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Switching Investments

« Back to Retirement

Your retirement plan gives you the flexibility to change your investment choices if you consider it appropriate to do so. When does it make sense to add or subtract from your holdings in one or more funds in your plan account? Here are some times when you might consider making a switch.

When Your Retirement Is Drawing Closer

Making your investment decisions based on the number of working years you have ahead of you is key to successful retirement investing. So, too, is basing your investing decisions on your tolerance for investment risk. Younger participants with many years left until retirement may be able to take on a higher level of investment risk since their long-term investment horizon gives them time to ride out any downturns in the investment markets. As you near retirement you probably can't afford to take excessive risk with your retirement assets.

If you plan to retire in five years or less, it may be appropriate to shift from a strategy of growth to one that seeks to protect your assets. By emphasizing asset preservation, part of your retirement plan portfolio may be protected if the stock market falls significantly.

When Your Tolerance for Risk Changes

It's important to have a long-term perspective as a retirement plan investor since the market can have periods of volatility. However, your tolerance for the market's fluctuations may change due to unforeseen financial occurrences throughout your life -- the loss of a job, the need to save for a child's college education, or a health crisis. If it does, you may want to review your asset mix to see if you can restructure your portfolio so that you are more comfortable with its risk level.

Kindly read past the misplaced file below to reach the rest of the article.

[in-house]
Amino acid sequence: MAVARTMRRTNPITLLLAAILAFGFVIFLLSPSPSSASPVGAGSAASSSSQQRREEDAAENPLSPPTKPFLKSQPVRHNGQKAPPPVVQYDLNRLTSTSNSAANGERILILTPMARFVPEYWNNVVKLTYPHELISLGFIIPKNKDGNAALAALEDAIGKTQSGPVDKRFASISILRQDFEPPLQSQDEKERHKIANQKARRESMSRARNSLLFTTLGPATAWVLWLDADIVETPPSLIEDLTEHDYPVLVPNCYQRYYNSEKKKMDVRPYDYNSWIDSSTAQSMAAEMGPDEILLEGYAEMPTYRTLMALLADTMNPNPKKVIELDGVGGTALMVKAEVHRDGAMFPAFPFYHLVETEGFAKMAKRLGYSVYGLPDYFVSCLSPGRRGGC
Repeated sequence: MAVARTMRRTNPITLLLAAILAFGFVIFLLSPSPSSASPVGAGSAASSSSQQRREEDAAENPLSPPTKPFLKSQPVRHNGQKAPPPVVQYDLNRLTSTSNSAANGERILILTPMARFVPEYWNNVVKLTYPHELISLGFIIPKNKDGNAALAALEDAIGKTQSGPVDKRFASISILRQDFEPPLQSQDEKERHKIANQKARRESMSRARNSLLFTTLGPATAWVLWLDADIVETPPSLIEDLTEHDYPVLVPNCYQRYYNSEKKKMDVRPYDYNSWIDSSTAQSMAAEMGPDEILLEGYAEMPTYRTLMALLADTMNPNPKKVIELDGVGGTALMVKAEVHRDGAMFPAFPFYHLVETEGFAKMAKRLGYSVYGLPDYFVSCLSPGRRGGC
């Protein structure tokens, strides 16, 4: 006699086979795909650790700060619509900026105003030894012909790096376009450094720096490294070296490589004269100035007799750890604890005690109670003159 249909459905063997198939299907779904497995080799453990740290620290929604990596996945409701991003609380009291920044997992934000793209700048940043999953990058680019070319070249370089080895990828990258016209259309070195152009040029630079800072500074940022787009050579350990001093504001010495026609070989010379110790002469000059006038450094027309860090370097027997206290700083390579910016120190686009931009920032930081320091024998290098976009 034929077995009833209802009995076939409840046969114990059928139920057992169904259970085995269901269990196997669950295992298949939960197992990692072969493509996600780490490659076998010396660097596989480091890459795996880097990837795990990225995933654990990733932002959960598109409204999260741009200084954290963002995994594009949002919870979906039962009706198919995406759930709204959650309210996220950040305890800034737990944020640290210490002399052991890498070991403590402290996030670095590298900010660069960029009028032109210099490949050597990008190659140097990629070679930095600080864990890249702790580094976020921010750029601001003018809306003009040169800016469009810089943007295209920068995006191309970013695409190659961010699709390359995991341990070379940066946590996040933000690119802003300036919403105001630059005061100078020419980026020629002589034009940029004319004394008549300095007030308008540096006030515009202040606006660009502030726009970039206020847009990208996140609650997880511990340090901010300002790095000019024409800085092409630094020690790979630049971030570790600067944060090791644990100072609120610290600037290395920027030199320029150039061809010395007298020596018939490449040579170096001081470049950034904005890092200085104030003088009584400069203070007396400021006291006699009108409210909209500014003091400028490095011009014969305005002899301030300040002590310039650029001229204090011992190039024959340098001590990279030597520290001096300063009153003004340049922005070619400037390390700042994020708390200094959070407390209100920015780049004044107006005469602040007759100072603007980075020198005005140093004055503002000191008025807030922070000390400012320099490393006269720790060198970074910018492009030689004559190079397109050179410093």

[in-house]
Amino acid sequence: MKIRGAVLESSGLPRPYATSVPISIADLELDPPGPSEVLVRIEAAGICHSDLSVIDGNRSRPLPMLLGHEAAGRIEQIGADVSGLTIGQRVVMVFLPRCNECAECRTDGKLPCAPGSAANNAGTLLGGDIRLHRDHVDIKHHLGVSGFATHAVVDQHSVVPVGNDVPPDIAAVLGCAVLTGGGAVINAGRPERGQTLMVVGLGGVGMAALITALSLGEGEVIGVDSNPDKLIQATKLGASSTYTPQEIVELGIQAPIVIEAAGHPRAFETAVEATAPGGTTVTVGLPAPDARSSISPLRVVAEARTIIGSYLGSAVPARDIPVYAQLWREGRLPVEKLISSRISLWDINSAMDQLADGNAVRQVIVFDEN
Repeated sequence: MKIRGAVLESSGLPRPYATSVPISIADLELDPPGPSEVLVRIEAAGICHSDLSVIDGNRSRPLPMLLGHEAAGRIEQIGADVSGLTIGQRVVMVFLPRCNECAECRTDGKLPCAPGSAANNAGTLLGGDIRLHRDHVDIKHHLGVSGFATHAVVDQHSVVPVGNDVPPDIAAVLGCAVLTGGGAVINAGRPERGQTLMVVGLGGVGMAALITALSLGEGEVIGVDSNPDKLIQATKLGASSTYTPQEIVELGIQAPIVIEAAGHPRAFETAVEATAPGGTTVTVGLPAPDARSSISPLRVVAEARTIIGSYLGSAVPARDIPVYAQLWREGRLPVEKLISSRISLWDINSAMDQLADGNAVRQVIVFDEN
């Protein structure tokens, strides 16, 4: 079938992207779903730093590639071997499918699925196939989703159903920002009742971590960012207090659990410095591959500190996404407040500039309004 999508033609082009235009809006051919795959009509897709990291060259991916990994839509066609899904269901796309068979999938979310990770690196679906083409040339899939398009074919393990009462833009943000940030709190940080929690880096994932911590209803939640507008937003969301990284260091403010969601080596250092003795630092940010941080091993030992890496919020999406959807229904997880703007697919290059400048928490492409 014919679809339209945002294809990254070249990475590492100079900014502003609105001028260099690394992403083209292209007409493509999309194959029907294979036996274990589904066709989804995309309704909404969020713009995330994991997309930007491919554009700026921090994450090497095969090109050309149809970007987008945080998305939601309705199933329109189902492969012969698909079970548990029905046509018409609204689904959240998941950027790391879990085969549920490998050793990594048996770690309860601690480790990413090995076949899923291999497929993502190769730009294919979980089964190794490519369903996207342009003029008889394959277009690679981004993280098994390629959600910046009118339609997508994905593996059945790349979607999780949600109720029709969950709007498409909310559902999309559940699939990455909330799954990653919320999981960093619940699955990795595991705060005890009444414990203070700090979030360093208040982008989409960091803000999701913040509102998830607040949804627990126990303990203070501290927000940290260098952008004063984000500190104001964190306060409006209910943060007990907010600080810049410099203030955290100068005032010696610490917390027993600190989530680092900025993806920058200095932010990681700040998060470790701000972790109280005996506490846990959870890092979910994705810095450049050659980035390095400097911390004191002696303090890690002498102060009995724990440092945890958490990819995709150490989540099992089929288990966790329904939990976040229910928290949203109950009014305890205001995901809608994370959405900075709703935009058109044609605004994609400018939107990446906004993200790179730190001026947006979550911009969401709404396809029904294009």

When Your Portfolio Needs to Be Rebalanced

You choose how to allocate the investments among the different asset classes in your retirement plan account by considering your time frame for investing, your tolerance for investment risk, and other assets you may own. However, any change -- up or down -- in one investment class can throw your allocations off balance. When that occurs, you may want to rebalance your retirement plan portfolio to reestablish the percentages you had initially allocated to stocks, bonds, and cash investments. You may have to sell some investments and buy others to achieve the rebalanced plan account you originally constructed.

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